After finishing the second Inspector Kaldis book while on vacation Memorial Day, I was really glad to write a review. The books are short but packed with lots of color, and the colors are bright Aegean blue and blinding cloud white and dusty hillside tan. Oh, and blood red, dark as night, with occasional flashes of lurid orange. All take place in Greece: the first (Murder in Mykonos) occurring on the island of Mykonos, the author's second home.
Andreas Kaldis has been transferred there after a career blunder, as punishment. However, Kaldis finds himself a home there on Mykonos, in spite of the massive tourist problem, the partying, and the internal, eternal sniping between the local powers. But then a young woman, a tourist,disappears, and everyone wants it kept quiet--the mayor, the hotel owner, the local crime boss, the former police chief, everyone except Kaldis. Then someone finds a body in a remote church crypt--and the body is a young woman, tall, thin, and blonde. Unfortunately, she isn't the one that has gone missing! Before long, Kaldis is finding bodies, mostly bones, in church crypts all over the island. And the nightmare is only starting.
In the second book, Assassins of Athens, Andreas must have done something right in the first book (no spoilers here), because he has been transferred back to Athens, this time as head of the Special Crimes Unit. He has taken Officer Kouros with him, thankful for Kouros' quiet willingness to chauffeur him into ever larger and messier messes. This book dwells even more intensively on the corruption of Greece's government, including its police. Kaldis has won a reputation for dogged persistence in getting to the bottom of cases, no matter who is found down there. This new case may prove too explosive--the son of one of the most elite families, owners of the most renowned newspaper, is found murdered in a dumpster in one of the worst neighborhoods. Andreas quickly discovers the death is more than it seems. Two beautiful women are involved, and Andreas is, naturally, sort of involved with both. ~ Tessa Eger 3.5 stars out of 5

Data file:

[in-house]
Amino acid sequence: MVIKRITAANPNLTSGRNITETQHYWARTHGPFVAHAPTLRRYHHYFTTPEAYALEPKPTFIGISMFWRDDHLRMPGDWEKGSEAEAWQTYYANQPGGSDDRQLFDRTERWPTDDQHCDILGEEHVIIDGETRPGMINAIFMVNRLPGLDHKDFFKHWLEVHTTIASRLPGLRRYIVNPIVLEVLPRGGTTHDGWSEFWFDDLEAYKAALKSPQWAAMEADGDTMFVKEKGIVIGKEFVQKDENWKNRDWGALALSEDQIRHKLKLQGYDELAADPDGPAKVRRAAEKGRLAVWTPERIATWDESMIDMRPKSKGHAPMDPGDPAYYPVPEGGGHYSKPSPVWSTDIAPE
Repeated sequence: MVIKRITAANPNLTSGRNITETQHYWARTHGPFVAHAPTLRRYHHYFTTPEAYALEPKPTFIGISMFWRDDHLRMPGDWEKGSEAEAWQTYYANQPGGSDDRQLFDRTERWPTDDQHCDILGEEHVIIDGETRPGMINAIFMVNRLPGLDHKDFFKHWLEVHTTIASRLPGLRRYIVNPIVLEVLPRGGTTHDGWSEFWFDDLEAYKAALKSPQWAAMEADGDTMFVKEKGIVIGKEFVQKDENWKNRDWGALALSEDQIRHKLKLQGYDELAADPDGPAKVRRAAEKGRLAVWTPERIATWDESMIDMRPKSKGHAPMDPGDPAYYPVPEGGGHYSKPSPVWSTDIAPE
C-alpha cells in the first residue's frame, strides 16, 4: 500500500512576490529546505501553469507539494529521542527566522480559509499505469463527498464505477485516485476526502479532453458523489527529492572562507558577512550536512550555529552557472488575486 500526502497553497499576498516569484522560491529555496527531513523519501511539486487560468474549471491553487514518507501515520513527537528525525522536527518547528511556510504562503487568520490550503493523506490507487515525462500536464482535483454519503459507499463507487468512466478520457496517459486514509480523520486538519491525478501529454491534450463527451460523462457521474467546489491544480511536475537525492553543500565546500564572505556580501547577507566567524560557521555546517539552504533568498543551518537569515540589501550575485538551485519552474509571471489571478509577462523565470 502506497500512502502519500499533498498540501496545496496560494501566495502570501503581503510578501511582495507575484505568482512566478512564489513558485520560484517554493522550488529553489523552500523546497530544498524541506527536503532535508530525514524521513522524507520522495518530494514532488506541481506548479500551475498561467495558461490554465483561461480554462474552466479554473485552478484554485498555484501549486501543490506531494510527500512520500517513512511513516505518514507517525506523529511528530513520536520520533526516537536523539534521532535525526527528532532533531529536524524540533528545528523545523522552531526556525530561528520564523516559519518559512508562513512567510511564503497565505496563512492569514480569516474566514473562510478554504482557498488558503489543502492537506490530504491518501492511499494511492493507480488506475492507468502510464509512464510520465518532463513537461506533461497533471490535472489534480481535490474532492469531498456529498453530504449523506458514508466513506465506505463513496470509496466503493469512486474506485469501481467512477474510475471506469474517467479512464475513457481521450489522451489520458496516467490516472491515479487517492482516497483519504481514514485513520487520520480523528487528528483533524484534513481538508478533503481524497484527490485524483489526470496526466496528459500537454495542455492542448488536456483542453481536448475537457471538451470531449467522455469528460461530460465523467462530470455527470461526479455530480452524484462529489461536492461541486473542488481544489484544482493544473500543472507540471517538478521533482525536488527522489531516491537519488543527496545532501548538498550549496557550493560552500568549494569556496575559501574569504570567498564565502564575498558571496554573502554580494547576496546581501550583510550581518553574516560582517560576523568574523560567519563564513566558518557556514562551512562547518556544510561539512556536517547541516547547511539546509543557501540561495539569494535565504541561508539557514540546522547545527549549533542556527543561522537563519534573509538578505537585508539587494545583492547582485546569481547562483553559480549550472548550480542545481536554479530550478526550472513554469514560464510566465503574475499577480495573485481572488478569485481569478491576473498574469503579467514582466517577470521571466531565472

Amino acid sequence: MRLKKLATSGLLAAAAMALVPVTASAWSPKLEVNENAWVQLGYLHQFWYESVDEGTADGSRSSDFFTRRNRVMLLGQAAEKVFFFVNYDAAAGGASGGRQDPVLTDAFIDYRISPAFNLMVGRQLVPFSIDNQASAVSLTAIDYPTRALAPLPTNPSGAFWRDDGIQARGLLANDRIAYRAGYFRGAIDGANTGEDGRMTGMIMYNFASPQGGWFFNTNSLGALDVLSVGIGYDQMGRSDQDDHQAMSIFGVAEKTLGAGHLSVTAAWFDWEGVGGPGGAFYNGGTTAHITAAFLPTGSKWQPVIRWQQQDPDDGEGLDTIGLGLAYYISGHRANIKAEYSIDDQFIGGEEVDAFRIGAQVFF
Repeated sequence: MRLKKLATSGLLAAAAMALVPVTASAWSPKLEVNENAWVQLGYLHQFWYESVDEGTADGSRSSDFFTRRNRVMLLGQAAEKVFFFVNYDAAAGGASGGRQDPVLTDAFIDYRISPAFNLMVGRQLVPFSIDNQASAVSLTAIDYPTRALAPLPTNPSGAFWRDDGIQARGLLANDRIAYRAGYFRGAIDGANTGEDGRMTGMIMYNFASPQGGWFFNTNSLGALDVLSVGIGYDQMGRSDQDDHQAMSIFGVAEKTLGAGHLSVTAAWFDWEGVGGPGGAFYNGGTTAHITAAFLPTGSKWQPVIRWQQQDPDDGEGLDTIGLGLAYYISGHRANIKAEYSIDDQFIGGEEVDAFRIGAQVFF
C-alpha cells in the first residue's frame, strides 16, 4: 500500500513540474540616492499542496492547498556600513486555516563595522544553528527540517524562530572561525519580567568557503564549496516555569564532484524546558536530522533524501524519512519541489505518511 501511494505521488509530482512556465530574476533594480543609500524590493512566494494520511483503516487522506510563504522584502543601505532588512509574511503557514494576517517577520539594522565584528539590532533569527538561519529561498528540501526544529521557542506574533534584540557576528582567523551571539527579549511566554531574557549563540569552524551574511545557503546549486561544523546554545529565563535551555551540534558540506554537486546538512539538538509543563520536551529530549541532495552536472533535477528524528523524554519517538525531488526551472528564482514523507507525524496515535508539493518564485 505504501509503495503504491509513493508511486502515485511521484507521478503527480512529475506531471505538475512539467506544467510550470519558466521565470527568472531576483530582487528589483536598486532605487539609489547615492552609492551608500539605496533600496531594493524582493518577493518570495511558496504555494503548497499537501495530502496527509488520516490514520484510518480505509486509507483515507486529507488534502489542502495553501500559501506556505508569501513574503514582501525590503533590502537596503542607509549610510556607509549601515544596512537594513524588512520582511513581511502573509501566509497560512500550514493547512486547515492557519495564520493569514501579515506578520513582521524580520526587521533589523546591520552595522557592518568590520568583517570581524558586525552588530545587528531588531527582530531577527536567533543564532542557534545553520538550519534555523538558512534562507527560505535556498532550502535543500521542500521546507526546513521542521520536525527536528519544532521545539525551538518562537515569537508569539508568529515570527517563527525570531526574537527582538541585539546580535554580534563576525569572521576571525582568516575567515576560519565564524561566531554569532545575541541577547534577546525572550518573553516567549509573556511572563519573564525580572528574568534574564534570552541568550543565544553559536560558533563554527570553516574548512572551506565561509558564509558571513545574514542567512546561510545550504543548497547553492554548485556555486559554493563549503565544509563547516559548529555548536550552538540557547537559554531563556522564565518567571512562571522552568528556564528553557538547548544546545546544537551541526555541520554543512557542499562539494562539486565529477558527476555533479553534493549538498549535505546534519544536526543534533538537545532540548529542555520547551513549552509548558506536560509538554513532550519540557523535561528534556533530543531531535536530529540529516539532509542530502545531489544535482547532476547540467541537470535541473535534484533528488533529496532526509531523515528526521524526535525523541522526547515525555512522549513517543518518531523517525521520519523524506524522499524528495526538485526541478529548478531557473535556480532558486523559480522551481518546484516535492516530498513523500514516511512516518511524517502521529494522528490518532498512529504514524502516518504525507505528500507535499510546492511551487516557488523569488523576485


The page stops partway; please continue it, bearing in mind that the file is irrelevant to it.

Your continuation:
(Thanks to Jane DeBano for sending these my way!)